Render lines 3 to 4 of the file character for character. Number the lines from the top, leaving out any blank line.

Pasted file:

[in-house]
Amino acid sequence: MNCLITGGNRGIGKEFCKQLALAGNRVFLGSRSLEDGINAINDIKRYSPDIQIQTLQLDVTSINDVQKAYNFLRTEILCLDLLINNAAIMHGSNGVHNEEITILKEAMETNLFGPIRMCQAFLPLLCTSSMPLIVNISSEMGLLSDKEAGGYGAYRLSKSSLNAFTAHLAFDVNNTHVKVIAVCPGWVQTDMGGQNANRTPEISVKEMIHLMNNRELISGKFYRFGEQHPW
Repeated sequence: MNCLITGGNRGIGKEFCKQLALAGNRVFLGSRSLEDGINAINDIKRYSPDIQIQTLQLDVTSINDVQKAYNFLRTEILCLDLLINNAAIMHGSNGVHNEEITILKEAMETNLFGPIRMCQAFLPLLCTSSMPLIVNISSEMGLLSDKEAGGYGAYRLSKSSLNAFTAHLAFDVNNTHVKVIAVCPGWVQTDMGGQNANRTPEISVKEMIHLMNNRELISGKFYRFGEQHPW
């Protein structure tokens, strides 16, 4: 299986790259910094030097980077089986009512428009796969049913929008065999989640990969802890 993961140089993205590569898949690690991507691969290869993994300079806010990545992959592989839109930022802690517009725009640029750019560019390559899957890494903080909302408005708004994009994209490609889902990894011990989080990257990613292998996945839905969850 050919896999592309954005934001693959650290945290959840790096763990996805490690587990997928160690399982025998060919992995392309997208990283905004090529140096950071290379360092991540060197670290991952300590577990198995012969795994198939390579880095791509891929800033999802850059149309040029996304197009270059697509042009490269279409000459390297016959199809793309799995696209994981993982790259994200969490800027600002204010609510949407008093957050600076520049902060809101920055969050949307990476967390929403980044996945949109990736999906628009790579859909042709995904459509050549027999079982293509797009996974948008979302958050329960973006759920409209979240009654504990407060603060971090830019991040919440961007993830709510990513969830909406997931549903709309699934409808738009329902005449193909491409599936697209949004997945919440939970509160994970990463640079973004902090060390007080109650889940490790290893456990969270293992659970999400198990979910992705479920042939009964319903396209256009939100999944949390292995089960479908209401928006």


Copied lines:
Repeated sequence: MNCLITGGNRGIGKEFCKQLALAGNRVFLGSRSLEDGINAINDIKRYSPDIQIQTLQLDVTSINDVQKAYNFLRTEILCLDLLINNAAIMHGSNGVHNEEITILKEAMETNLFGPIRMCQAFLPLLCTSSMPLIVNISSEMGLLSDKEAGGYGAYRLSKSSLNAFTAHLAFDVNNTHVKVIAVCPGWVQTDMGGQNANRTPEISVKEMIHLMNNRELISGKFYRFGEQHPW
């Protein structure tokens, strides 16, 4: 299986790259910094030097980077089986009512428009796969049913929008065999989640990969802890 993961140089993205590569898949690690991507691969290869993994300079806010990545992959592989839109930022802690517009725009640029750019560019390559899957890494903080909302408005708004994009994209490609889902990894011990989080990257990613292998996945839905969850 050919896999592309954005934001693959650290945290959840790096763990996805490690587990997928160690399982025998060919992995392309997208990283905004090529140096950071290379360092991540060197670290991952300590577990198995012969795994198939390579880095791509891929800033999802850059149309040029996304197009270059697509042009490269279409000459390297016959199809793309799995696209994981993982790259994200969490800027600002204010609510949407008093957050600076520049902060809101920055969050949307990476967390929403980044996945949109990736999906628009790579859909042709995904459509050549027999079982293509797009996974948008979302958050329960973006759920409209979240009654504990407060603060971090830019991040919440961007993830709510990513969830909406997931549903709309699934409808738009329902005449193909491409599936697209949004997945919440939970509160994970990463640079973004902090060390007080109650889940490790290893456990969270293992659970999400198990979910992705479920042939009964319903396209256009939100999944949390292995089960479908209401928006």